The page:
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Entitled...Or Privileged...Or Blessed?

Updated: Mar 8, 2022

August 2021

Entitled…or Privileged…or Blessed?

I was called, “entitled” the other day!

I certainly have never been called that to my face and I hope not behind my back.

At the end of a conversation that circuitously explained how there are two types of hikers in New Hampshire, the Fuzzy Sweater Hikers and the Redneck Hikers, I asked if I would be considered a Redneck Hiker. I mean I do drive a sports car and have guns, which apparently helps define the Redneck Hiker. And I do not have a ton of old money (or even any), which one must have to be a Fuzzy Sweater Hiker. To my credit, I do not throw trash out of my car window and therefore was eliminated from having the complete Redneck Hiker criteria.

Since I did not fit either group, I was told, I was still a bit entitled. Huh??? If I was entitled, I would be sitting on my butt collecting government handouts allocated for their entitled future slaves, rather than pulling weeds, shoveling sheep poop, and tossing around a few hundred bales of hay here and there.

Entitled? To what? To life, liberty, and the pursuit of happiness? Okay, well, yes. I do believe I am entitled to that.

I had to find out what it was about me that screamed “snowflake.” I mean, “entitled.” So I asked. The question was avoided, at first, but I finally got a semi-answer.

“Well, you did grow up with nice things.”

Huh? Some of the hand-me-downs from my mom’s friends’ kids were pretty nice, but what were we talking about here? What nice things? We were poor! I was blessed that grandma had a garden because there were times when we literally did not have 25 cents for a Krystal burger. (Anyone from Jackson, MS KNOWS what a Krystal burger is!)

I inquired further and was questioned about my schooling. Yep, I grew up in Mississippi and am literate so I must have had a private education. This is true.

My mom pulled me out of public school in 5th grade when she visited and watched the teacher spell “beautification” without the “u” while pronouncing it WITH the “u.” She certainly was not teaching 5th graders about how to take the first step toward canonization.

I tried public school again in 10th grade and remember a really sweet Black girl telling me to never go to the bathroom alone, since I was sure to get jumped…being White and all. That was okay, I never liked public restrooms anyway.

I remember my math class was in a trailer, with no air conditioning in 90-100 degree weather and I was expected to let the Black guy next to me cheat off of me.

In science class, I kept getting Fs on my homework and tests even though my answers were right. I was an A-B student…not an F student!! After several days of this, I decided to test a theory. I asked a super sweet Black girl if she would help me out with my theory and she did. I knew she was smart and I asked to copy her homework one day. She agreed and we turned in our answers to the homework questions. For the same exact answers, she got an “A” and I got an “F.” The teacher was Black. Was she racist or did she just want to cause division…or is that the same thing? The girl whose homework I copied was appalled. Not everyone is a racist turd! (Remember, it’s the content of the character that counts…not the skin color.)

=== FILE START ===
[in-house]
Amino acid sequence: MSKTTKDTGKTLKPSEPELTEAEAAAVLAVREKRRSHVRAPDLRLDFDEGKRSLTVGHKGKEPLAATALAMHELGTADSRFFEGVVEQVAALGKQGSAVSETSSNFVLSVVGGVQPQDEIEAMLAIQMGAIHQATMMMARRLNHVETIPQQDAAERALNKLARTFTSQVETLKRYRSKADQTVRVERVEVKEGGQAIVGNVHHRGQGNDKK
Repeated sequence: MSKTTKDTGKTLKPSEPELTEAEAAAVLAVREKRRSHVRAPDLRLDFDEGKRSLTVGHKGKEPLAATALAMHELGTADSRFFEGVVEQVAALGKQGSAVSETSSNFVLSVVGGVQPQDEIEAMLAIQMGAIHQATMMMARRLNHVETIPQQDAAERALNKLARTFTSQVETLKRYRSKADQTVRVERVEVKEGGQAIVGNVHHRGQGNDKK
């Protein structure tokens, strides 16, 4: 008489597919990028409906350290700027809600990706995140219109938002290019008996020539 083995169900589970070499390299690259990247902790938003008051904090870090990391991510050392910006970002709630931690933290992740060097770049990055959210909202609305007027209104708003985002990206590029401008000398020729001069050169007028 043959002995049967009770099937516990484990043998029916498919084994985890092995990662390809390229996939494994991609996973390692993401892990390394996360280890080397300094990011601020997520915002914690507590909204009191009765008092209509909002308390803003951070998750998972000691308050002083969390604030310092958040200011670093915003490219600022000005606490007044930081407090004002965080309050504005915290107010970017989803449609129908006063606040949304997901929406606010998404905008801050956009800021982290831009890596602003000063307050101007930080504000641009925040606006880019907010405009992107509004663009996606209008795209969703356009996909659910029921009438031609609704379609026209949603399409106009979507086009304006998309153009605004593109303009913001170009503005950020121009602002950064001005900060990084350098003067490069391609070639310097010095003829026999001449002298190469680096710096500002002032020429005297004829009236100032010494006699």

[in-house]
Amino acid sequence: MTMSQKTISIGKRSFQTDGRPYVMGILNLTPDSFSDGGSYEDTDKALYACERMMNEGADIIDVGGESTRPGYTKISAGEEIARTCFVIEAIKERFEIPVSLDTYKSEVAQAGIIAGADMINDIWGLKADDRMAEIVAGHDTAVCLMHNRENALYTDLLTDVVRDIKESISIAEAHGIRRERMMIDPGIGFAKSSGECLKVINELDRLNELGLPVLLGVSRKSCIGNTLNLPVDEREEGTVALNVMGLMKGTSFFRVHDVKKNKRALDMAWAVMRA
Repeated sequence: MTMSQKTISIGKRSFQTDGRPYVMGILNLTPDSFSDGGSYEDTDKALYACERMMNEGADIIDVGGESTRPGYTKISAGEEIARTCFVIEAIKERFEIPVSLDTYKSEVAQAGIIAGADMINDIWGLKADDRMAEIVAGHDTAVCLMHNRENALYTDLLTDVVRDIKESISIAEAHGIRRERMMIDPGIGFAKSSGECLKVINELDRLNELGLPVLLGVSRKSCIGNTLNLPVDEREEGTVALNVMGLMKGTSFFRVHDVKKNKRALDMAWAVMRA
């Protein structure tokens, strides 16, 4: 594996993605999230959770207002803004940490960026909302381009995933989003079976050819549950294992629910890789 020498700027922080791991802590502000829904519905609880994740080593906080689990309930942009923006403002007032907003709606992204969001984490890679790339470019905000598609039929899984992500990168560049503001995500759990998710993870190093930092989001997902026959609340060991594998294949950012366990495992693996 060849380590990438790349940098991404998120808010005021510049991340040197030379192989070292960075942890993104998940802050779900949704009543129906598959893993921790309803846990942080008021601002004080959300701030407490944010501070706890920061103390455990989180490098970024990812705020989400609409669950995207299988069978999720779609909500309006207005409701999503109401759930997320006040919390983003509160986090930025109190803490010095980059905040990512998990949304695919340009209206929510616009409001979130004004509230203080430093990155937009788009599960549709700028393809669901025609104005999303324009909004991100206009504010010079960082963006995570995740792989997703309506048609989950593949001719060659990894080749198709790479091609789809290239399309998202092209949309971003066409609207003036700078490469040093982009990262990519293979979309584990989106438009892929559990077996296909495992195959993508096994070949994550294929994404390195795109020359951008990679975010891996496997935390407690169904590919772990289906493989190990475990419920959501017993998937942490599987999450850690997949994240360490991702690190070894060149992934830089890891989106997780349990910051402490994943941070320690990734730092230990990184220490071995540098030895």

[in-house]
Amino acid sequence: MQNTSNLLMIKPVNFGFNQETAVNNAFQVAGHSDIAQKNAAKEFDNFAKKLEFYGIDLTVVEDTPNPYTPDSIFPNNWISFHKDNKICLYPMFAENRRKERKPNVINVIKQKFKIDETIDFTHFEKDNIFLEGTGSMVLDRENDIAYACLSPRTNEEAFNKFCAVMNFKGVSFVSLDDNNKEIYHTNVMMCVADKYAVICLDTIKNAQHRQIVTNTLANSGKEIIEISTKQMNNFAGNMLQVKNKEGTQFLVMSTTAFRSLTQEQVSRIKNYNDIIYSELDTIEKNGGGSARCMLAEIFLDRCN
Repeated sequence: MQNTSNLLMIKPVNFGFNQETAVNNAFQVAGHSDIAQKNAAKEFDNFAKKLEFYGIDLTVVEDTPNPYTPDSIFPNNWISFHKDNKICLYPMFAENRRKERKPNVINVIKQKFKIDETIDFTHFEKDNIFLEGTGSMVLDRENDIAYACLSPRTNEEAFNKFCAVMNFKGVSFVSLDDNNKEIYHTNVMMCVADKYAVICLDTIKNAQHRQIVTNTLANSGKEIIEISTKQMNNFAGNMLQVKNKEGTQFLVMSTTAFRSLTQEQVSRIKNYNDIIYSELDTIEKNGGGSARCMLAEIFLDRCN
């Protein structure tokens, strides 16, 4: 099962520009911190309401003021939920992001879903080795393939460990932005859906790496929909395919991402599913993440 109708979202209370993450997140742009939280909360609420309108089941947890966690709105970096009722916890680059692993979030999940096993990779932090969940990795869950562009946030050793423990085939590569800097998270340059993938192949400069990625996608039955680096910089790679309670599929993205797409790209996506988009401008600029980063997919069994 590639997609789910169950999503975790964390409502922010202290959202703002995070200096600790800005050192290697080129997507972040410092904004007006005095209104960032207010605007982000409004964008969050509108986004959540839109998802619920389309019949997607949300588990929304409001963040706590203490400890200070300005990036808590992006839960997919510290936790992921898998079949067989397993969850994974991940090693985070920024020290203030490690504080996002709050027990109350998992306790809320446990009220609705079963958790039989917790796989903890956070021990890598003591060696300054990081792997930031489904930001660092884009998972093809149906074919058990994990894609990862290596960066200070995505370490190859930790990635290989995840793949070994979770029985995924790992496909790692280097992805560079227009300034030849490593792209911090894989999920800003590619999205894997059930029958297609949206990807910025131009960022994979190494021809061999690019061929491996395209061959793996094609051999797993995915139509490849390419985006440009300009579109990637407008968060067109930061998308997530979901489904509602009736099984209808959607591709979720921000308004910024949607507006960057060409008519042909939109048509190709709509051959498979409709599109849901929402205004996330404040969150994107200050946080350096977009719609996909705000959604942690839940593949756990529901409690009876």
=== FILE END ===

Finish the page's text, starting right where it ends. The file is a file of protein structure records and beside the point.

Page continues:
The conversation about my “entitled” schooling was interrupted.

I went back to my indignant weed pulling. I had a lot of internal conversations about how entitled people don’t destroy their back and their skin in the hot sun pulling weeds before I realized the word might have been wrong. Did she mean “privileged” instead of “entitled?”

She had to have! But was that any better? Maybe a little.

Was she insinuating I was literate because I am White? Did she mean this “White Privilege” thing I keep hearing about from a lot of guilt-ridden, rich White people, who are told they are racist because of their skin color?

My internal dialogue took a new turn to look back to the past. Was I privileged in some way? No, I was blessed, but to call me “privileged” because of my skin color negates my story.

“White Privilege” assumes that I grew up in a loving, two-parent home and was wanted and welcomed into this world. It negates my story of having a dad who abandoned my mother and me two weeks before I was born because she wouldn’t have a seventh abortion.

“White Privilege” assumes my mom had plenty of money just flowing out of her butt to pay for anything and everything she and I might need. It takes away from the glory that God should be getting for always taking care of my mom and me financially by telling strangers to give her $50 or $100 here and there for no reason other than, “God told me to.”

It silences my mom’s struggle to get off of welfare by working off the books so she could make a better life for us and transition off the government teat.

It negates the story of how people in her Bible Study stepped up to make sure a single mom was able to care for her baby she chose to keep. It takes away the honor and respect my mom deserves for not aborting me or putting me up for adoption when she was being pressured to do both.

The “White Privilege” stereotype squelches my ability to connect with someone of another race who might be considering suicide since I couldn’t possibly have ever held a gun to my White temple with my White finger on the trigger because I couldn’t imagine ever getting away from my White step-father.

“White Privilege” says life was easy and silences my story. It wasn’t easy, but it has been full and exciting and wonderful and horrible and fascinating!!

“White Privilege” implies someone should know everything about me just by looking at me.

“White Privilege” implies racism..

The true story is that I am blessed!

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